I think the goals of the NPS stated in the Organic Act would be better served if the NPS implemented Alternative 2, which is the more cautious and preservation-oriented alternative outlined in the plan. Alternative 2 would restore and preserve the greatest number of acres by removing even more roads, buildings, and parking lots. It would also reduce the number of visitors allowed in this area of the park to 13,900 people, and does not come with the considerable camping increase that the preferred alternative does. The preferred alternative will allow 19,900 per day, which only reduces the number of visitors by about 1,000 compared to the no-action alternative.

Conservation groups, including the Friends of Yosemite Valley, which was lead plaintiff in the most recent lawsuit, aren’t optimistic about the new plan. "I can't say that our group is optimistic at this point," said Greg Adair, co-founder of Friends of Yosemite Valley. "We've had 10 years of seeing the park get close to making the right decision and then not doing it. Yes, we reserve the right to litigate this plan."

Concerns remain among some conservation groups that the plan has not adequately addressed the issue of overcrowding. John Buckley, executive director of the Central Sierra Environmental Resource Center has expressed concern that “due to all the pressures on the park from political and commercial interests, the park is putting forward preferred alternatives that will likely result in undesirable crowding and congestion far into the future.”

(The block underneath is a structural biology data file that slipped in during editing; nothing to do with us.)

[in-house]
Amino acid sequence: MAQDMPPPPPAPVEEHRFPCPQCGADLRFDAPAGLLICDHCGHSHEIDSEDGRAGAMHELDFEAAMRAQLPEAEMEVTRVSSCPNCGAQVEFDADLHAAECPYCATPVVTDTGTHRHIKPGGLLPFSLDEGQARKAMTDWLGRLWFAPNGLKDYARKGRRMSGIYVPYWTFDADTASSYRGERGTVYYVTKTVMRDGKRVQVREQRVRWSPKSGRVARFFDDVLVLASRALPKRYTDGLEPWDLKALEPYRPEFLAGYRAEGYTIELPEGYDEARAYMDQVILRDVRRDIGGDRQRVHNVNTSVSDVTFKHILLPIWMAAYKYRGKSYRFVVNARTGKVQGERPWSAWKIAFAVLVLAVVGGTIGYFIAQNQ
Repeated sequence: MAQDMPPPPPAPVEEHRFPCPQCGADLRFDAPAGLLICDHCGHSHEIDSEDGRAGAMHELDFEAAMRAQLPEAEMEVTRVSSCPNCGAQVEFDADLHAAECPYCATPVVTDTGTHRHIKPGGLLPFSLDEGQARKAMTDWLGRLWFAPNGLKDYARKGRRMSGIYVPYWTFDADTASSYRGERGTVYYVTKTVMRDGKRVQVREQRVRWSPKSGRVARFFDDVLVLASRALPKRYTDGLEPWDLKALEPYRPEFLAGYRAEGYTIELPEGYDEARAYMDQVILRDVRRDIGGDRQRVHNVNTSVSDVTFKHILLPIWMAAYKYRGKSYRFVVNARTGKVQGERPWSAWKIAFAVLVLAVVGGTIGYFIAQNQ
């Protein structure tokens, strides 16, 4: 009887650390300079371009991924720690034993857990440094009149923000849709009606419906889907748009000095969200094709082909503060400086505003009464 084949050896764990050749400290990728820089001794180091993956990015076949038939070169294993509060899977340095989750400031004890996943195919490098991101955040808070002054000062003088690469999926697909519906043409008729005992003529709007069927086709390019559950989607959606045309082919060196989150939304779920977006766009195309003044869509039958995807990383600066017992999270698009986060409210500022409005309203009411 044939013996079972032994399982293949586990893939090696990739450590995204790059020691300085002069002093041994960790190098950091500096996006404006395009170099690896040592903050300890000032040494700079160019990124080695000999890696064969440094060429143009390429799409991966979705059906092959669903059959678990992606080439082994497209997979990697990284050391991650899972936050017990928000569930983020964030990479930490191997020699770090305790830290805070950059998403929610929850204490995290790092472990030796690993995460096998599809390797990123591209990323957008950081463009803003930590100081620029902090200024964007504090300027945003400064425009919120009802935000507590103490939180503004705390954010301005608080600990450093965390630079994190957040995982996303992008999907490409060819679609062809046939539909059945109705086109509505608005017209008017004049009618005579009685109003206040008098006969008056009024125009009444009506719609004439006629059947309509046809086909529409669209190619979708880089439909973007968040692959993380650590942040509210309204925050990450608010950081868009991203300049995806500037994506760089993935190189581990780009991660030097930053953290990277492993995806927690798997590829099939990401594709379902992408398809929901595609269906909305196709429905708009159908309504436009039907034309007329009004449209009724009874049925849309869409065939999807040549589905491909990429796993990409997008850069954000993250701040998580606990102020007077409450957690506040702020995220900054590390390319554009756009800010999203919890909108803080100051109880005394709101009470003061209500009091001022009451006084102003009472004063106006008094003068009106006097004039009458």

Some environmentalists have also argued against the preferred alternative as not being consistent with the park’s General Management Plan. The Management Plan called for the “eventual phasing out of private vehicles in the valley,” which is not being addressed by the preferred alternative.

It seems to me that the NPS has attempted to strike a balance between preservation and use with its preferred alternative, but a big takeaway from the language of the Organic Act is the emphasis on future generations. Without knowing what will come from these proposed changes, the NPS often plays it safe and aims to achieve certain foreseeable benefits from proposed rules, while not peeving recreationalists too much.

Perhaps the strategy employed by the NPS in times of uncertainty ought to be the exact opposite—that is, if the effects of a decision aren’t entirely predictable, the NPS should manage the park with a shift towards precaution and overprotection so that the resources will be available in the future.

The proposed plan is better than the status quo, represented by the no action alternative. Moving commercial activity away from the river itself will help with preservation. Although rafting and river access is still allowed, it is likely that less visitors will use the park for that purpose after the removal of rental services on park grounds. However, I think the NPS can and should do better, and should reevaluate how to best serve its founding principles with regard to Merced River management as well as other land and natural resource disputes that undoubtedly will arise in the coming decades.

Read more about the plan.

Comment on the plan.

~Emi Estelle